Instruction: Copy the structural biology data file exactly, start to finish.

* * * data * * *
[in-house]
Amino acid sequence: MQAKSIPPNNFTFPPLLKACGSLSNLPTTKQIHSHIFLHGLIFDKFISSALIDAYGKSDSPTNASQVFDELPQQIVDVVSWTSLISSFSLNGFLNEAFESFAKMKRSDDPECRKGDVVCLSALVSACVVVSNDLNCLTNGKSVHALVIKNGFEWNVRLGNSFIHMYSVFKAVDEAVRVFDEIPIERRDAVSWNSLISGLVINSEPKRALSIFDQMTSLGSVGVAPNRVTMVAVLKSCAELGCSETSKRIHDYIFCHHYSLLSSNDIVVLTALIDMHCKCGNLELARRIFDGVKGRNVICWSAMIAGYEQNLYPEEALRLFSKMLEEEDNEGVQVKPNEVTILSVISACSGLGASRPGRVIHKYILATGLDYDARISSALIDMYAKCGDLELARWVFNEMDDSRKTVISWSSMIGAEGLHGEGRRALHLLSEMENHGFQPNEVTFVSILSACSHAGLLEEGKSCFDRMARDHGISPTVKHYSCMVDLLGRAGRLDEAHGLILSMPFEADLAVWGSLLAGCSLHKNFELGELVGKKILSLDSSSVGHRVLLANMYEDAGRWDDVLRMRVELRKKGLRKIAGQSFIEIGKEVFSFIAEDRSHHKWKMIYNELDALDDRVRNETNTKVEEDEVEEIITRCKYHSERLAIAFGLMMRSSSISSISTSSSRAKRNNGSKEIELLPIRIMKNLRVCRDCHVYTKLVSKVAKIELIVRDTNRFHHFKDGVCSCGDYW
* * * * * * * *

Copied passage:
[in-house]
Amino acid sequence: MQAKSIPPNNFTFPPLLKACGSLSNLPTTKQIHSHIFLHGLIFDKFISSALIDAYGKSDSPTNASQVFDELPQQIVDVVSWTSLISSFSLNGFLNEAFESFAKMKRSDDPECRKGDVVCLSALVSACVVVSNDLNCLTNGKSVHALVIKNGFEWNVRLGNSFIHMYSVFKAVDEAVRVFDEIPIERRDAVSWNSLISGLVINSEPKRALSIFDQMTSLGSVGVAPNRVTMVAVLKSCAELGCSETSKRIHDYIFCHHYSLLSSNDIVVLTALIDMHCKCGNLELARRIFDGVKGRNVICWSAMIAGYEQNLYPEEALRLFSKMLEEEDNEGVQVKPNEVTILSVISACSGLGASRPGRVIHKYILATGLDYDARISSALIDMYAKCGDLELARWVFNEMDDSRKTVISWSSMIGAEGLHGEGRRALHLLSEMENHGFQPNEVTFVSILSACSHAGLLEEGKSCFDRMARDHGISPTVKHYSCMVDLLGRAGRLDEAHGLILSMPFEADLAVWGSLLAGCSLHKNFELGELVGKKILSLDSSSVGHRVLLANMYEDAGRWDDVLRMRVELRKKGLRKIAGQSFIEIGKEVFSFIAEDRSHHKWKMIYNELDALDDRVRNETNTKVEEDEVEEIITRCKYHSERLAIAFGLMMRSSSISSISTSSSRAKRNNGSKEIELLPIRIMKNLRVCRDCHVYTKLVSKVAKIELIVRDTNRFHHFKDGVCSCGDYW